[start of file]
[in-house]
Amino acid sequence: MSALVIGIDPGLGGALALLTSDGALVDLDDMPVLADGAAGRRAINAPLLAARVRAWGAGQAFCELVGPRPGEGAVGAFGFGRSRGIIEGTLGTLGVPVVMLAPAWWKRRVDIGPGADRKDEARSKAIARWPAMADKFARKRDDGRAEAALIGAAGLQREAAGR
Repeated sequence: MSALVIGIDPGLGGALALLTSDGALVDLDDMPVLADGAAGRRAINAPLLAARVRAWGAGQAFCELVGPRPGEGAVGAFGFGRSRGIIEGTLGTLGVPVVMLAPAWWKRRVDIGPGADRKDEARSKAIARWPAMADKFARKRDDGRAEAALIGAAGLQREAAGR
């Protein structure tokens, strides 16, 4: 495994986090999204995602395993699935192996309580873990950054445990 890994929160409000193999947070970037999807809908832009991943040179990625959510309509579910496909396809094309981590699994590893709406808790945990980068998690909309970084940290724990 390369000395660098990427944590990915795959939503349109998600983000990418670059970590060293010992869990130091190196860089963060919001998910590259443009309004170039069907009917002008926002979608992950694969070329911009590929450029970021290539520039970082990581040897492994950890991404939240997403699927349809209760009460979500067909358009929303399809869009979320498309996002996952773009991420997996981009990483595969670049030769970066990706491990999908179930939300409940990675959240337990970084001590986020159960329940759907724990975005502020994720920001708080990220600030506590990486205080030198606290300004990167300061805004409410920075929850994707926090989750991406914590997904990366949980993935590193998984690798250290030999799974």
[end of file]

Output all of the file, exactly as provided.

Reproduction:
[in-house]
Amino acid sequence: MSALVIGIDPGLGGALALLTSDGALVDLDDMPVLADGAAGRRAINAPLLAARVRAWGAGQAFCELVGPRPGEGAVGAFGFGRSRGIIEGTLGTLGVPVVMLAPAWWKRRVDIGPGADRKDEARSKAIARWPAMADKFARKRDDGRAEAALIGAAGLQREAAGR
Repeated sequence: MSALVIGIDPGLGGALALLTSDGALVDLDDMPVLADGAAGRRAINAPLLAARVRAWGAGQAFCELVGPRPGEGAVGAFGFGRSRGIIEGTLGTLGVPVVMLAPAWWKRRVDIGPGADRKDEARSKAIARWPAMADKFARKRDDGRAEAALIGAAGLQREAAGR
């Protein structure tokens, strides 16, 4: 495994986090999204995602395993699935192996309580873990950054445990 890994929160409000193999947070970037999807809908832009991943040179990625959510309509579910496909396809094309981590699994590893709406808790945990980068998690909309970084940290724990 390369000395660098990427944590990915795959939503349109998600983000990418670059970590060293010992869990130091190196860089963060919001998910590259443009309004170039069907009917002008926002979608992950694969070329911009590929450029970021290539520039970082990581040897492994950890991404939240997403699927349809209760009460979500067909358009929303399809869009979320498309996002996952773009991420997996981009990483595969670049030769970066990706491990999908179930939300409940990675959240337990970084001590986020159960329940759907724990975005502020994720920001708080990220600030506590990486205080030198606290300004990167300061805004409410920075929850994707926090989750991406914590997904990366949980993935590193998984690798250290030999799974």